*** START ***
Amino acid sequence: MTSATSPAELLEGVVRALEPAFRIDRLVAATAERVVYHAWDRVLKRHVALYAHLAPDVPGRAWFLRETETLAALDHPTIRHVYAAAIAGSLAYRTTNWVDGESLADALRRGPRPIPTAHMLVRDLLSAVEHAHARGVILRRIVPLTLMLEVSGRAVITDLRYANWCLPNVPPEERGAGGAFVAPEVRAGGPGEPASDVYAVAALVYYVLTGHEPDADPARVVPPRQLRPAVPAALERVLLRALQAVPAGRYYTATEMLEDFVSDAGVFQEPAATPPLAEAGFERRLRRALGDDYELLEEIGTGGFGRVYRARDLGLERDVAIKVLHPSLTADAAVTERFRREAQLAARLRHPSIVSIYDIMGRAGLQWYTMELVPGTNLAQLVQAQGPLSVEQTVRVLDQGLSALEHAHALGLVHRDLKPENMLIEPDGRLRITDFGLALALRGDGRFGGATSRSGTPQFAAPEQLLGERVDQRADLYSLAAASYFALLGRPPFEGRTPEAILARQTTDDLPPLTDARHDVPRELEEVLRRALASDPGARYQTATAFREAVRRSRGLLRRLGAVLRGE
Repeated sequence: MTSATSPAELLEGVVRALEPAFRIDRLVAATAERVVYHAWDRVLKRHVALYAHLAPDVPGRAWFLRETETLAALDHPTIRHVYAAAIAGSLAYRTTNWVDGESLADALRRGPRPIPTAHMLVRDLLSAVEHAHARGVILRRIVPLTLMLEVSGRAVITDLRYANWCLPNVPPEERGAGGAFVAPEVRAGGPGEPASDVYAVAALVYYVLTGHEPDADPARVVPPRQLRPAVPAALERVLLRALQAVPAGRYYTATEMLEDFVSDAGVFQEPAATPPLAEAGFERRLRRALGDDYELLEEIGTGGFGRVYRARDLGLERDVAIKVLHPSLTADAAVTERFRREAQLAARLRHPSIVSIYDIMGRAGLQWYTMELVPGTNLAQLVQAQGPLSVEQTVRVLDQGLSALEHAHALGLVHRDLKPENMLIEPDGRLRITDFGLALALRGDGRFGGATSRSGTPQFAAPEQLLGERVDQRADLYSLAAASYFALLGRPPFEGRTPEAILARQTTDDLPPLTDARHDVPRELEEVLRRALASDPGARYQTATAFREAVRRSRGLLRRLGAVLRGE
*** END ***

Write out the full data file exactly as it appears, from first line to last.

Amino acid sequence: MTSATSPAELLEGVVRALEPAFRIDRLVAATAERVVYHAWDRVLKRHVALYAHLAPDVPGRAWFLRETETLAALDHPTIRHVYAAAIAGSLAYRTTNWVDGESLADALRRGPRPIPTAHMLVRDLLSAVEHAHARGVILRRIVPLTLMLEVSGRAVITDLRYANWCLPNVPPEERGAGGAFVAPEVRAGGPGEPASDVYAVAALVYYVLTGHEPDADPARVVPPRQLRPAVPAALERVLLRALQAVPAGRYYTATEMLEDFVSDAGVFQEPAATPPLAEAGFERRLRRALGDDYELLEEIGTGGFGRVYRARDLGLERDVAIKVLHPSLTADAAVTERFRREAQLAARLRHPSIVSIYDIMGRAGLQWYTMELVPGTNLAQLVQAQGPLSVEQTVRVLDQGLSALEHAHALGLVHRDLKPENMLIEPDGRLRITDFGLALALRGDGRFGGATSRSGTPQFAAPEQLLGERVDQRADLYSLAAASYFALLGRPPFEGRTPEAILARQTTDDLPPLTDARHDVPRELEEVLRRALASDPGARYQTATAFREAVRRSRGLLRRLGAVLRGE
Repeated sequence: MTSATSPAELLEGVVRALEPAFRIDRLVAATAERVVYHAWDRVLKRHVALYAHLAPDVPGRAWFLRETETLAALDHPTIRHVYAAAIAGSLAYRTTNWVDGESLADALRRGPRPIPTAHMLVRDLLSAVEHAHARGVILRRIVPLTLMLEVSGRAVITDLRYANWCLPNVPPEERGAGGAFVAPEVRAGGPGEPASDVYAVAALVYYVLTGHEPDADPARVVPPRQLRPAVPAALERVLLRALQAVPAGRYYTATEMLEDFVSDAGVFQEPAATPPLAEAGFERRLRRALGDDYELLEEIGTGGFGRVYRARDLGLERDVAIKVLHPSLTADAAVTERFRREAQLAARLRHPSIVSIYDIMGRAGLQWYTMELVPGTNLAQLVQAQGPLSVEQTVRVLDQGLSALEHAHALGLVHRDLKPENMLIEPDGRLRITDFGLALALRGDGRFGGATSRSGTPQFAAPEQLLGERVDQRADLYSLAAASYFALLGRPPFEGRTPEAILARQTTDDLPPLTDARHDVPRELEEVLRRALASDPGARYQTATAFREAVRRSRGLLRRLGAVLRGE